“I just . . .” he paused, then shrugged, “Is there any way I can help?”

Lily stood still. Her eyes widened with surprise, and then quickly narrowed suspiciously, “What’s the ulterior motive?”

“There isn’t one,” James said, mildly offended, “you just seem depressed lately. I was wondering if I could help.”

She shifted her weight from one foot to the other. James watched, slightly guarded. Her mostly apathetic face shifted minutely from anger to shock, and then back again.

Finally, she pushed her hair out of her eyes, “I don’t believe you.”

Of course you don’t, James thought dryly, you are the most difficult, annoying, obstinate girl that ever walked this sodding planet.

“I think you’re just reveling in the fact that for once you’re beating me at something,” she continued tiredly, “so just, leave me out of it, okay? I’m going home.”

“Since when do you give up?” James asked, perplexed.

“I’m not giving up,” she elucidated wearily, moving a few paces towards the door, “I’m just refusing to start with you. Goodbye.”

She pushed open the door, and walked into the blinding sunlight. James groaned in exasperation and followed her, “Evans, wait!”

Lily walked purposefully in the slanting, golden light of the late afternoon. Her bag swung from her narrow shoulder, and her messy bun bobbed with her footsteps. James easily maintained pace with her.

“What do you want?”

“I want to snap you out of this weird funk,” James replied, “I mean, no offense, you annoy the hell out of me when you’re a snotty ice queen, but I’d rather you be dynamic then just . . . depressing.”

“Thanks,” she said sarcastically.

James turned with her onto the street that led to her house, instead of his. She noticed, “What, you’re going to follow me home? Since when do you care?”

“Since I don’t like this you more than the other you,” he smirked.

She rolled her eyes, “You realize I’m only an icy snot to you, right? Because you’re the only pompous prat that manages to both irritate and infuriate me. Everyone else I can deal with. You, I can’t.”

“Ah, there’s a spark of the old Evans,” James nodded proudly, “biting my head off for no reason. Way to go.”

“Ugh! Sod off!”

“Yes! More improvement!”

“I’m going to shove my wand up your – “

“Now, now, Evans,” James grinned, thoroughly enjoying himself, “lets not be, dare I say it, naughty.”

She stopped in the middle of the street, and glared at him with her infamous Stare of Torturous Death and Excruciating Agony. He automatically took a few steps back and raised his hands, “I have my whole life ahead of me – don’t kill me.”

Her cheeks turned red, “Potter! Just shut up, okay? I’m tired, upset, and I absolutely don’t want to deal with your immaturity right now! Grow up, or leave me alone!”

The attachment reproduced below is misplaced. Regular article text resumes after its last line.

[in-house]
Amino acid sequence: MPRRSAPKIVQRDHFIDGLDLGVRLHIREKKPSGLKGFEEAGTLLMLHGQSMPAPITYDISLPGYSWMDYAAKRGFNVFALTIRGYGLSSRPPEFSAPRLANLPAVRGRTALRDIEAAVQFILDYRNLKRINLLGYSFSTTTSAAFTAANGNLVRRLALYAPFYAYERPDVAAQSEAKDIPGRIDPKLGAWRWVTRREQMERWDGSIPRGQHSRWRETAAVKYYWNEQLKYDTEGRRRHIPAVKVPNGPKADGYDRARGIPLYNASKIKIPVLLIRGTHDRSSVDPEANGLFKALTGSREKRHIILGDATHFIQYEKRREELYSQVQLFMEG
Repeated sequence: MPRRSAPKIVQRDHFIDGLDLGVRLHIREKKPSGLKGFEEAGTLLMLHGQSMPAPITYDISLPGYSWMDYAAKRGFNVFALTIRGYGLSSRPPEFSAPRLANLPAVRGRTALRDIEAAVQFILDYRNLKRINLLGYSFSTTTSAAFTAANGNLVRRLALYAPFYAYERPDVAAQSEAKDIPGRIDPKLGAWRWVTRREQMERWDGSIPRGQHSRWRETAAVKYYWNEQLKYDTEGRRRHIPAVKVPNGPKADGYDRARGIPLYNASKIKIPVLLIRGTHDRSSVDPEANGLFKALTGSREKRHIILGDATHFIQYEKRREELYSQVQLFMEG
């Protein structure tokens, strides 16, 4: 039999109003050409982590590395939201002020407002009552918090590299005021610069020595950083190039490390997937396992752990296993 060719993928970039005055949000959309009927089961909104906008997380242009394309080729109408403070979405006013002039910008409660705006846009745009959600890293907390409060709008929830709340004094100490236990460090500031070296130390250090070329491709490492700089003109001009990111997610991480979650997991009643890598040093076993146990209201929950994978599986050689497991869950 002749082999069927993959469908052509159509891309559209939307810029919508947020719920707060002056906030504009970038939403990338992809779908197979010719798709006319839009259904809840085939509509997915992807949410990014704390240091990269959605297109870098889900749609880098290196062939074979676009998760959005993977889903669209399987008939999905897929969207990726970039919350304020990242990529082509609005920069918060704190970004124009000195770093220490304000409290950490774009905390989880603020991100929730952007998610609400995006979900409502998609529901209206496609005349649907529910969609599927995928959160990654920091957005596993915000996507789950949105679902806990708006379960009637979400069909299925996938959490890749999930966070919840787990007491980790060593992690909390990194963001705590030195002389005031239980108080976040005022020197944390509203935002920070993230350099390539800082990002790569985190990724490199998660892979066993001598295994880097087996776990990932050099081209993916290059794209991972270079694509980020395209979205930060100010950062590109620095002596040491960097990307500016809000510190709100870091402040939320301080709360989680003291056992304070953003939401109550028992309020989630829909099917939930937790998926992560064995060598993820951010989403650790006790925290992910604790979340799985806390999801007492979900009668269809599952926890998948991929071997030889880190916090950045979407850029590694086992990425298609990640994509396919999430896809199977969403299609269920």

James knew, instinctively, not to listen to her words. He shrugged, “Hey, lighten up. C’mon, I’m trying to figure out why you’ve been all miserable in class this past week.”

“My sisters getting married!” Lily snapped.


James felt slightly uncomfortable. He shoved his hands in his pockets, “Er – aren’t weddings usually causes of celebration?”

“Not this one,” Lily slowed to a stop, and raised a hand to shield her eyes
from the angled golden light, “its just . . . complicated. Petunia – my sister – isn’t in a right state. She’s utterly infatuated with this beast of a man. He’s repulsive and self-centered and egocentric, and she claims to love him. I truly despise him, and she truly despises me, so none of it is working out too well.”

“Why does she despise you?”

Lily smiled bitterly, “Because I’m a witch and she isn’t.”


“That’s not very fair.”

“Yes, well,” she dropped her hand, “that’s how it is.”

“I’m sorry,” he said, surprising himself, “I had no idea that you’re sister was so difficult. Or that your home life isn’t all daisies and pudding.”

Lily glanced at him, “Every family has their issues. I’m not asking for pity.”

“I know,” he backtracked quickly, “its just, I guess I don’t really know you.”

She looked at him. He looked back. He was struck by exactly how much shorter she was then him. Her eyes were at least a foot lower than his. They were filled with understanding, and gradually diminishing bitterness.

“I suppose I don’t really know you either.”

“No,” he agreed, “you don’t.”

“Maybe, we should just, try again,” she dropped her heavy bag by her feet.

“Or we could try to move forward,” he suggested quietly, “I don’t know you, you don’t know me, and neither of us like our judgments of who the other was. Perhaps we should learn from that and try to progress.”

She nodded, “Of course. And this whole art-partner thing will be bloody awful if we don’t at least try to cooperate.”

“For Mrs. Briarwood?” James offered, holding up his hand.

“For Mrs. Briarwood,” Lily confirmed, smiling tiredly and raising her hand as well.

“Alright,” he beamed as he shook her hand, “see you tomorrow then. I hope your sister’s fiancée moves to Australia!”

Lily smiled, “Me too.”

He grinned one last time, and then turned around and walked briskly back down her street. The golden light was to his back now, and he could see his shadow walking ahead of him with a bounce in its step. Somewhere deep down, a weight had been lifted off his already buoyant heart.